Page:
[–]1DonaldBaelish3 points4 points  (0 children) | Copy

Well you just pointed out your main issue and probably the reason you made this post in the first place.People are trying to give you advice. Nobody brought up jealousy or envy but you.

What’s the situation like? You saw a rich kid driving a car that represents the idea of the successful person and made a post about how working 8 hours is unfair because in your mind the rich kid is probably not working at all?

What do you work?

[–][deleted]  (5 children) | Copy


[–]Seredusc2 points3 points  (0 children) | Copy

Well done man! That’s incredibly rare.

[–]SalporinRP2 points3 points  (0 children) | Copy

Until now I've lived a bodybuilder lifestyle. A good part of the day goes on shopping for food and cooking my meals. I would hit the gym around 1PM. Then come back eat my post workout meal and have a quick nap.

Man I'm jealous. This was me during a stretch of the first half of 2019. I took a job with a significant pay bump but I wasn't going to start for another 2 months.

So for 2 months I just hit the gym around 11, lunch afterwards, then went to the beach and read during the afternoon. I honestly enjoy my current job but those were the best two weeks of my life.

[–]SanatanaDharmic0 points1 point  (2 children) | Copy

What business are you doing online?

[–][deleted]  (1 child) | Copy


[–]SanatanaDharmic0 points1 point  (0 children) | Copy

Thank you.

[–]beingamannotadayjob12 points13 points  (5 children) | Copy

Take some months of and figure out what you want in life.

I want to do photography on a professional level and that’s why I learn about photography a lot.

If I do shoots It doesn’t really feel like work.

Got a homie that sells beat and makes YouTube, he is making like 7k a month.

[–]-Skizzy2 points3 points  (4 children) | Copy

Same boat as you, trying to start up a photography business.

[–]beingamannotadayjob2 points3 points  (3 children) | Copy

Nice! I’m located in Berlin. Where are you from?

[–]-Skizzy2 points3 points  (2 children) | Copy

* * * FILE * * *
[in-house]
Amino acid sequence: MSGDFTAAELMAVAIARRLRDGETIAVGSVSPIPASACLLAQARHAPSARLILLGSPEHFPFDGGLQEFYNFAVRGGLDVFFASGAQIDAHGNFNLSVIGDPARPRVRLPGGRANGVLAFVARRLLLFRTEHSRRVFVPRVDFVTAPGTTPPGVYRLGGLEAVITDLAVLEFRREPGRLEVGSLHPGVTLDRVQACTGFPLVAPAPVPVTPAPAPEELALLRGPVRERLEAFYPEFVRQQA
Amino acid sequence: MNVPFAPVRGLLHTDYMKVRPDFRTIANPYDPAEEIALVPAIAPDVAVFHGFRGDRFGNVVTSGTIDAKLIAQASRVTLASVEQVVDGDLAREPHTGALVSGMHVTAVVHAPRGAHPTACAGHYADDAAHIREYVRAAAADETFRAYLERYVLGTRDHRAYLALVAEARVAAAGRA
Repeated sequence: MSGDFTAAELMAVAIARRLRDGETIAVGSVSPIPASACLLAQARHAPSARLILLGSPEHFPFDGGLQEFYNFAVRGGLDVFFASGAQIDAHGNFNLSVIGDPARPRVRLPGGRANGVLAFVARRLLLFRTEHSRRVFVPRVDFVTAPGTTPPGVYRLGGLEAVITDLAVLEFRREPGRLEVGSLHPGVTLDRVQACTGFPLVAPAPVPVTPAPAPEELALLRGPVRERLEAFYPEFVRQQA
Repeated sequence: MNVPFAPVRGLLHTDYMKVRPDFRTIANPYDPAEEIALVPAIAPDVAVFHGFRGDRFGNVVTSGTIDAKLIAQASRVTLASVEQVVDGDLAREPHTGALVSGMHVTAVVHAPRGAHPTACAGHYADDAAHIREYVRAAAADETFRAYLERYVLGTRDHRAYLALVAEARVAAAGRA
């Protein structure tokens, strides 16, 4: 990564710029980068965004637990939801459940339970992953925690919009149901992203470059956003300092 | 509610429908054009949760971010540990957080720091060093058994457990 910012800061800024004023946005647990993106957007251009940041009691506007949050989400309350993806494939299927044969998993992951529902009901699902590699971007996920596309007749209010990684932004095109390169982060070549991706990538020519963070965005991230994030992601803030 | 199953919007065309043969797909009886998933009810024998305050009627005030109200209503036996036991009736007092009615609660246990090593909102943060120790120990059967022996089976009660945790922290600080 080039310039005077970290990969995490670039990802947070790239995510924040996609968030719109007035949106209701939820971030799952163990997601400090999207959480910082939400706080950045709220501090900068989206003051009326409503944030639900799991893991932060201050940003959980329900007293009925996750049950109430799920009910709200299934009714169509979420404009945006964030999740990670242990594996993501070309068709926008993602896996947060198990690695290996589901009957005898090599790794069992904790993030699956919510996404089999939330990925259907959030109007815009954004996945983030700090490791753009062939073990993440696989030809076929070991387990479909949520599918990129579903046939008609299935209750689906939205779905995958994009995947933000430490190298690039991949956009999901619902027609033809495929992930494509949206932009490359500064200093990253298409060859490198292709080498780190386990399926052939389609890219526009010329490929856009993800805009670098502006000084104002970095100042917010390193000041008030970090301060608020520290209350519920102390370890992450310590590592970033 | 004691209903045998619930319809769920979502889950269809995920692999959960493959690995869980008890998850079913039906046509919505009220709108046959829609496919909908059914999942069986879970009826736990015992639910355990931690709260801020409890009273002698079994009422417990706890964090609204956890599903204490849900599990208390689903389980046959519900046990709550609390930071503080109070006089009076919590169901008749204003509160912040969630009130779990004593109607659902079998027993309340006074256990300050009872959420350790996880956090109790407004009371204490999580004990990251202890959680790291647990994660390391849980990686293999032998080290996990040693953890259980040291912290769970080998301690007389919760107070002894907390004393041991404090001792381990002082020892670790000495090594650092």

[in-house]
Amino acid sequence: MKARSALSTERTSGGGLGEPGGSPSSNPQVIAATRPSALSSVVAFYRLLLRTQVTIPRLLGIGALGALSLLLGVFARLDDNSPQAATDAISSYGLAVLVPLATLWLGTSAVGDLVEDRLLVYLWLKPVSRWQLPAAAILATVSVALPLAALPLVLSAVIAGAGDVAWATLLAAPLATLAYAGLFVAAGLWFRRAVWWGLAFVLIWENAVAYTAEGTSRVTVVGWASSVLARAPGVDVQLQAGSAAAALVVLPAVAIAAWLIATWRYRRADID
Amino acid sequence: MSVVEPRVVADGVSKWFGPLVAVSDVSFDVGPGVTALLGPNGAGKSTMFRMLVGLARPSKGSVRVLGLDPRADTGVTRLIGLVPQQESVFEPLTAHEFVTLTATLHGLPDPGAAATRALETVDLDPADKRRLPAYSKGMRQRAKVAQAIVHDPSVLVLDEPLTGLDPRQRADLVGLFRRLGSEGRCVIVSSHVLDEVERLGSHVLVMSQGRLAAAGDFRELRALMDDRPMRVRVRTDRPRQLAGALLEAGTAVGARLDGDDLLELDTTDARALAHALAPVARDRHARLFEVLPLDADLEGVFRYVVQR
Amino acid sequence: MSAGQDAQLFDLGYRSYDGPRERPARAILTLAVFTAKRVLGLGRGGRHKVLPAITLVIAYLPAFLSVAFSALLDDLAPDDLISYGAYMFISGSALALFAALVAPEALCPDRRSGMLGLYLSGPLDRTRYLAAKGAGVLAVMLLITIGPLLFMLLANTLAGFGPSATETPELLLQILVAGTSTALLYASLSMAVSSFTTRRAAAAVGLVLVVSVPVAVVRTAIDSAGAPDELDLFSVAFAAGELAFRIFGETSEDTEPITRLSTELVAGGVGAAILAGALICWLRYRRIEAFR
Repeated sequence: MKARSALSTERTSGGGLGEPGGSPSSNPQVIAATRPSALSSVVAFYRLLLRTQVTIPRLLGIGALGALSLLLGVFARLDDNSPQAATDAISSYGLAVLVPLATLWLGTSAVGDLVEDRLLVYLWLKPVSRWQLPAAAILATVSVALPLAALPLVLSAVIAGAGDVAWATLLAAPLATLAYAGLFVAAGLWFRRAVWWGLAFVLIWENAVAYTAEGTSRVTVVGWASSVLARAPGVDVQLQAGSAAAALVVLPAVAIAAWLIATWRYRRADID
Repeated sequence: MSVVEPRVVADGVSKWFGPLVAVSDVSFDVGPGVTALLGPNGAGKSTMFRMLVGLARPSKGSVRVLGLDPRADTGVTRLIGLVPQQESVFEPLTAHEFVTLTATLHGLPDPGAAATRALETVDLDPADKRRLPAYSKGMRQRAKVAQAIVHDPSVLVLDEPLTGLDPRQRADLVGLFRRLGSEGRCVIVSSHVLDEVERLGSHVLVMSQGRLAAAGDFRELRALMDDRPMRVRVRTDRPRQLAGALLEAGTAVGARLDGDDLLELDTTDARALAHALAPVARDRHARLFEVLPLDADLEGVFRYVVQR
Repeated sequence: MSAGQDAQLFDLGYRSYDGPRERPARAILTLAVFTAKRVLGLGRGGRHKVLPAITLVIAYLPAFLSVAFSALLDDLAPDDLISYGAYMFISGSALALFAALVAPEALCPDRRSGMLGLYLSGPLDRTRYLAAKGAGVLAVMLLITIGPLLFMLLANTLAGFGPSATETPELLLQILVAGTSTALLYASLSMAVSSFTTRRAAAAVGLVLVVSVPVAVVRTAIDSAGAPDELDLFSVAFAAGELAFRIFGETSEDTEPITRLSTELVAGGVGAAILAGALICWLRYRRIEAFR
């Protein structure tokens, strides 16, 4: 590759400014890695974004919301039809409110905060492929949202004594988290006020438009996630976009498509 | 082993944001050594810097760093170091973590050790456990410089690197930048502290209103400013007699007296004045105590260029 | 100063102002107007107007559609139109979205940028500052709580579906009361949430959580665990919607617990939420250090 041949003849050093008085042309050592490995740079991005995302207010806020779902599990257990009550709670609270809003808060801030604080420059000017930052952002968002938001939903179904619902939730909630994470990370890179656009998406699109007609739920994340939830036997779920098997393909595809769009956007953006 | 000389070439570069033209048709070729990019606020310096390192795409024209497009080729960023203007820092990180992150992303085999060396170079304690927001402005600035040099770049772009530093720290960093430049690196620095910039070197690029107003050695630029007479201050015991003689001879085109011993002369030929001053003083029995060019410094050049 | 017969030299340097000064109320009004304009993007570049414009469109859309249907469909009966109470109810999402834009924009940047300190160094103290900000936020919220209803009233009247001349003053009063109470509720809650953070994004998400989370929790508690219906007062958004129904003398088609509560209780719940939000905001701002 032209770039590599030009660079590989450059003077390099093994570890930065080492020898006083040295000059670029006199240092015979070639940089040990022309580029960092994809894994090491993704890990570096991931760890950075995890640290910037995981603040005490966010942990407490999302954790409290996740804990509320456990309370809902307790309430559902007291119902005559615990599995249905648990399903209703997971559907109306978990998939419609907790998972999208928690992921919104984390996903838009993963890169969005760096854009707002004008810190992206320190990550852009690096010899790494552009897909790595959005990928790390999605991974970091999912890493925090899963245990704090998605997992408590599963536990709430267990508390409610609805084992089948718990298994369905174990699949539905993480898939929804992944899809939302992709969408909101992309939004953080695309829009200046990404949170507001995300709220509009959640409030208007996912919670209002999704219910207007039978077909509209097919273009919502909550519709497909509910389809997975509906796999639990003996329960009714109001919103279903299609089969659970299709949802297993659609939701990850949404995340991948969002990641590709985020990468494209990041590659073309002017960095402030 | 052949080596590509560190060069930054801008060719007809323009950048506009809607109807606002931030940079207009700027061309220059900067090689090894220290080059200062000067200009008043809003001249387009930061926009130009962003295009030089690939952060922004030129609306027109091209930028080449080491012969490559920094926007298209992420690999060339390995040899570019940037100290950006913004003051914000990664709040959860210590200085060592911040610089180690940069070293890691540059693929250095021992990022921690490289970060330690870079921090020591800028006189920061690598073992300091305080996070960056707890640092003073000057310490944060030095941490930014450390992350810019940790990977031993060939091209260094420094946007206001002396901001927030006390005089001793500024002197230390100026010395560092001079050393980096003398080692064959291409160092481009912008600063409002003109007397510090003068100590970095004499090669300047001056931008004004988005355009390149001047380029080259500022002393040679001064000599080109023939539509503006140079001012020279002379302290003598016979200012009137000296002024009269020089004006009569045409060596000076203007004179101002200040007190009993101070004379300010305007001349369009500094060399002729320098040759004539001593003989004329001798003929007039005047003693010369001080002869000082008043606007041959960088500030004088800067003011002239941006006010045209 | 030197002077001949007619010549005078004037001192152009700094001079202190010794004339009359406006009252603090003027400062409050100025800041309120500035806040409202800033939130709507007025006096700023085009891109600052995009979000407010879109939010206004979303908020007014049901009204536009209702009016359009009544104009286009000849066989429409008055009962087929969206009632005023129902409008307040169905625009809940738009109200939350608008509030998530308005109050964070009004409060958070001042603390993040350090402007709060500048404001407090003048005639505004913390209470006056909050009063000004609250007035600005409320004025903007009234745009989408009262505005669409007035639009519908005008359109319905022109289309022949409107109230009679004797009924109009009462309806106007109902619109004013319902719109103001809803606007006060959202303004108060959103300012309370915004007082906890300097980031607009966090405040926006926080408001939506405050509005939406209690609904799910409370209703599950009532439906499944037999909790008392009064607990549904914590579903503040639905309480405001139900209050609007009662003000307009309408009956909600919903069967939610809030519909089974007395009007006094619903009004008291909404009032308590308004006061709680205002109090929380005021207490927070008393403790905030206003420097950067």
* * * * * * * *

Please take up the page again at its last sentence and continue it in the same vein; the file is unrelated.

I’m from America!

[–]beingamannotadayjob1 point2 points  (1 child) | Copy

Okay, let’s Talk! I’ll DM you

[–]-Skizzy0 points1 point  (0 children) | Copy

Cool, always open to talk.

[–]paul_ernst9 points10 points  (0 children) | Copy

Start stacking. You lose most of your free time being unprepared.

Use the crushing feeling to throw out aaaalll the fucking bullshit you piled up into your life. Hours wasted on social media for one. If you're in a good company that has a gym for employees or you're gym is close, hit the gym before lunch and eat faster afterwards or just during afternoon work. If you want to do something after work (gym, sport, whatever), don't go home first, just come prepared to work. Save yourself an extra hour easily. If you can, reduce your commute as much as possible. It is shown to increase people's overall happiness a lot. Make the most of of your commute. Either by biking, reading, listening to podcasts.
My golden tip: nap when you get home before dinner. Yes it takes about half an hour, but at least you'll be far more awake and relaxed in the evening and be able to be productive instead of being a zombie in front of your tv waiting for the next day. If you're tired: sleep! An extremely valuable skill. Powernapping takes time to learn but I love it. Another option is to shift your freetime to the morning during the week instead of the evening. Wake up at 4am. You'll be fresh to work on your own goals. After work, eat and sleep around 9pm.

[–]xerxes315 points16 points  (0 children) | Copy

I don't agree with the comments like "40 hours is nothing" or "you just need to be better." No, work sucks and it's supposed to suck. Having to work to make someone else rich just so you can scrape by is demeaning. This is the fundamental problem of capitalism aka wage slavery. Feudalism was a system wherein the serfs gave up most of their time and fruits of their labor to a lord just for the right to be a tenant on his land. Unless you have equity/capital, you are by definition a serf, and capitalism has not improved income equality for the vast majority of people. If you want to be free you need to own the fruits of your labor - start your own business, or invest your excess profits.